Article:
A saying that LEO, Government and surveillance proponents like to throw around comes to mind for this Police Chief, "If you have nothing to hide ..."

    reply to this | link to this | view in chronology ]

  • identicon
    Anonymous Coward, 28 Sep 2017 @ 10:28am

    The nerve!!!

    The nerve of that reporter, questioning our credibility and honesty. Our interpretation and conclusions of the outcome. Don't they know we are highly trained professionals and resent the implications of misjudgment or wrongdoing. We even got kudos from the state AG, he is a stand up guy I know him well.

    reply to this | link to this | view in chronology ]

  • identicon
    Anonymous Coward, 28 Sep 2017 @ 10:38am

    The hours the city has worked to fulfill her FOIA requests has cost taxpayers and resulted in police supervisors devoting their time on FOIA requests rather than concentrating on our crime fighting initiatives.

    I would just like to point out that devoting significant time to FOIA requests is entirely voluntary on the part of the police supervisors. They could, if they wanted to, simply send full copies of every document even tangentially related to the requested information. It is only when they voluntarily decide to limit their response to only those portions of documents which they are legally required to release that it becomes a significant time sink.

    reply to this | link to this | view in chronology ]

  • identicon
    Anonymous Coward, 28 Sep 2017 @ 10:55am

    response

    I emailed her with a link to this article.

    She replied to me with a link to her response to the situation in general:

    http://www.kristenziman.com/2017/09/media-crosshairs-and-wars-of-words.html

    reply to this | link to this | view in chronology ]

  • identicon
    Anonymous Coward, 28 Sep 2017 @ 11:13am

    Rules To Live By

    Category Trust

    Rule 1 - Don't easily trust anybody who says "Trust me".

    (Even if they word it as "The demand for trust between the community and the police is prolific. At some point, there has to be a trusting relationship between the media and the police.)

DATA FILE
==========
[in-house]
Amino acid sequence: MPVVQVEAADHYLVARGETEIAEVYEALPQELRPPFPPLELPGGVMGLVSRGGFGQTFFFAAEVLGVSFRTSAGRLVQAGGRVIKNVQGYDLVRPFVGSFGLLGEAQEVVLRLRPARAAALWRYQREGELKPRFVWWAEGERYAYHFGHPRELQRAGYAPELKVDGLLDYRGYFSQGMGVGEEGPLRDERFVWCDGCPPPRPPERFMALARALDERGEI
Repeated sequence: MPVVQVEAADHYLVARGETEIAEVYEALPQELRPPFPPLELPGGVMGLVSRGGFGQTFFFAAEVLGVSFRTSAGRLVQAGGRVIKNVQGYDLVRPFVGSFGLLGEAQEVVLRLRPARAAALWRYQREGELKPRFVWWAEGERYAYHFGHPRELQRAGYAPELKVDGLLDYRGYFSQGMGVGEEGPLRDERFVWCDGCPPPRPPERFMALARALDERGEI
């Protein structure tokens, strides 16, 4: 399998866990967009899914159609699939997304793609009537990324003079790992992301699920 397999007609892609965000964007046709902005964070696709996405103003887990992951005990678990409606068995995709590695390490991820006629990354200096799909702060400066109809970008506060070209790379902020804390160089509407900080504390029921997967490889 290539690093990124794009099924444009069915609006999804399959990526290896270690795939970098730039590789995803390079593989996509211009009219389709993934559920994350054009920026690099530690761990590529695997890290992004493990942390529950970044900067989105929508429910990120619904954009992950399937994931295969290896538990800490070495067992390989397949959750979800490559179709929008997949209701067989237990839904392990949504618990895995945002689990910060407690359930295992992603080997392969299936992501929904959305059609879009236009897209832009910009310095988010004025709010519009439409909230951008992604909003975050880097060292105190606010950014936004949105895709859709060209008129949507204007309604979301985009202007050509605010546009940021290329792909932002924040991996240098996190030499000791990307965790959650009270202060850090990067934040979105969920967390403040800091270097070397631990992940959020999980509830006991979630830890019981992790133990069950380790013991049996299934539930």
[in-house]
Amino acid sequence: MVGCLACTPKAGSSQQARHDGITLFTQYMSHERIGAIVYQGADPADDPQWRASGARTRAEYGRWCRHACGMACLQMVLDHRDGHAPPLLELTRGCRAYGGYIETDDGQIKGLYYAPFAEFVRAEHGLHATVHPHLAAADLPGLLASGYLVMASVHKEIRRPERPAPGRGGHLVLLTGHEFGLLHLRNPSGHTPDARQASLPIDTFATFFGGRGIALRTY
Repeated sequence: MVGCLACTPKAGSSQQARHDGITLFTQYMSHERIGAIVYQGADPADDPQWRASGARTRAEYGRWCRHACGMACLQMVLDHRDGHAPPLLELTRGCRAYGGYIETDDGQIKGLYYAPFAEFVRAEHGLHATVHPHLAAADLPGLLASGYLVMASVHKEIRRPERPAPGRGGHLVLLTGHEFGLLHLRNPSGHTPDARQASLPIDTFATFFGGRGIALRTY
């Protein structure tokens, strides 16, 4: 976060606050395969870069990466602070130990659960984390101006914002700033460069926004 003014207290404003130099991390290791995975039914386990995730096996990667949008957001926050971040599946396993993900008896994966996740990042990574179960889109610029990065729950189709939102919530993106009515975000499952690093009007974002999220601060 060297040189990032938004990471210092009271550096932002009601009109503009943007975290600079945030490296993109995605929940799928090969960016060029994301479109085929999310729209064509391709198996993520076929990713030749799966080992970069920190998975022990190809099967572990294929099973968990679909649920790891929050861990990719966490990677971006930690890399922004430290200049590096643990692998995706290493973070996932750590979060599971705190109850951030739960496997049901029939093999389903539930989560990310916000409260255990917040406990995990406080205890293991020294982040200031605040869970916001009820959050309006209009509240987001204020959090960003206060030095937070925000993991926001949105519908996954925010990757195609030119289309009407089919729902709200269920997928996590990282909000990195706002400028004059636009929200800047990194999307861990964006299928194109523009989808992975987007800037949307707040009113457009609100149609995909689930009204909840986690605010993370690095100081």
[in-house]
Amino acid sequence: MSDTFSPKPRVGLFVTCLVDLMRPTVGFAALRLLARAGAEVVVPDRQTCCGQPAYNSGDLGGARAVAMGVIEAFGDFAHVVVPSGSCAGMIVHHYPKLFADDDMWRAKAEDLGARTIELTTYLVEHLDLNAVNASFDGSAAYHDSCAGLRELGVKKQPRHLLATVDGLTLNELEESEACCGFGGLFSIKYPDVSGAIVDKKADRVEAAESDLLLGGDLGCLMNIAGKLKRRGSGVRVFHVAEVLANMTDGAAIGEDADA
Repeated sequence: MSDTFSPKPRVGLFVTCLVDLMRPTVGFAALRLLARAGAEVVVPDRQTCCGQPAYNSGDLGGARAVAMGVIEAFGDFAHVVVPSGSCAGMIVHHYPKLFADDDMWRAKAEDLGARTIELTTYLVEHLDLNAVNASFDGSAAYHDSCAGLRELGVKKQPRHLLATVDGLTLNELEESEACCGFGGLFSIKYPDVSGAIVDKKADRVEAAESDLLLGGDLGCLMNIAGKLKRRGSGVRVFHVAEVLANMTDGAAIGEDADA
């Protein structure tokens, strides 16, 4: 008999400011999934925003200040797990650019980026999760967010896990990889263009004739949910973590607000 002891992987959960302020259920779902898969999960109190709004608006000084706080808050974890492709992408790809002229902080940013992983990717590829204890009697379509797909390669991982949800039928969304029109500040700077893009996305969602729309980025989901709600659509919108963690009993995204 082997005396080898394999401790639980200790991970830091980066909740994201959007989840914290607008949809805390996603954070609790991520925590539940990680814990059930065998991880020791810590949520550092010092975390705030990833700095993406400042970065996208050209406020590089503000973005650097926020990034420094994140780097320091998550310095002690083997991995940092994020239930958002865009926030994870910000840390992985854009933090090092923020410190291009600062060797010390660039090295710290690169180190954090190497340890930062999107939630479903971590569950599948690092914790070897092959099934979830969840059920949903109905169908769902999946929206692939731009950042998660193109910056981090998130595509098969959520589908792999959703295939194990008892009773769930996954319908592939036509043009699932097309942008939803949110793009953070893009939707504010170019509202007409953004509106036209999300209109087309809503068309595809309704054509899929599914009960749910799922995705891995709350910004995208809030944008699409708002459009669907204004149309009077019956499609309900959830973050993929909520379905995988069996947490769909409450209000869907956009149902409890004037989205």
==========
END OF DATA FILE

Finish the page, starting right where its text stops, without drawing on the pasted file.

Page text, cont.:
reply to this | link to this | view in chronology ]

  • icon
    Anonymous Anonymous Coward (profile), 28 Sep 2017 @ 11:22am

    Another take on police/public relations

    From a Scott Greenfield post on Simple Justice. Take note of the 8 rules penned by some police union representative.

    reply to this | link to this | view in chronology ]

  • identicon
    Anonymous Coward, 28 Sep 2017 @ 11:50am

    Illinois

    Jeez, Illinois again. Would somebody just put us out of our misery?

    reply to this | link to this | view in chronology ]

  • identicon
    Anonymous Coward, 28 Sep 2017 @ 1:16pm

    Whats the problem here?

    So some LEO took to FaceBook to vent about how someone else makes their job hard.

    At least this LEO is not out arresting people on old unconstitutional laws, or making up laws, tricking judges into signing off on invalid search warrants and all the other crap we have seen LEOs do when someone annoys them.

    If anything the title of this article should be "Police Chief shows restraint when annoyed by journalist!"

    reply to this | link to this | view in chronology ]

  • identicon
    Anonymous Coward, 29 Sep 2017 @ 8:39am

    For as much as this cop doesn't want to waste police time and resources, she sure spends a lot of time blogging and tweeting, huh?

    reply to this | link to this | view in chronology ]

  • identicon
    Anonymous Coward, 30 Sep 2017 @ 12:16am

    Projection Ahoy

    That is pretty hilarious, a police chief accusing a journalist of going on a fishing expedition. FOIAs are warrant-like. Half of his damn profession is oriented around fishing expeditions.

    reply to this | link to this | view in chronology ]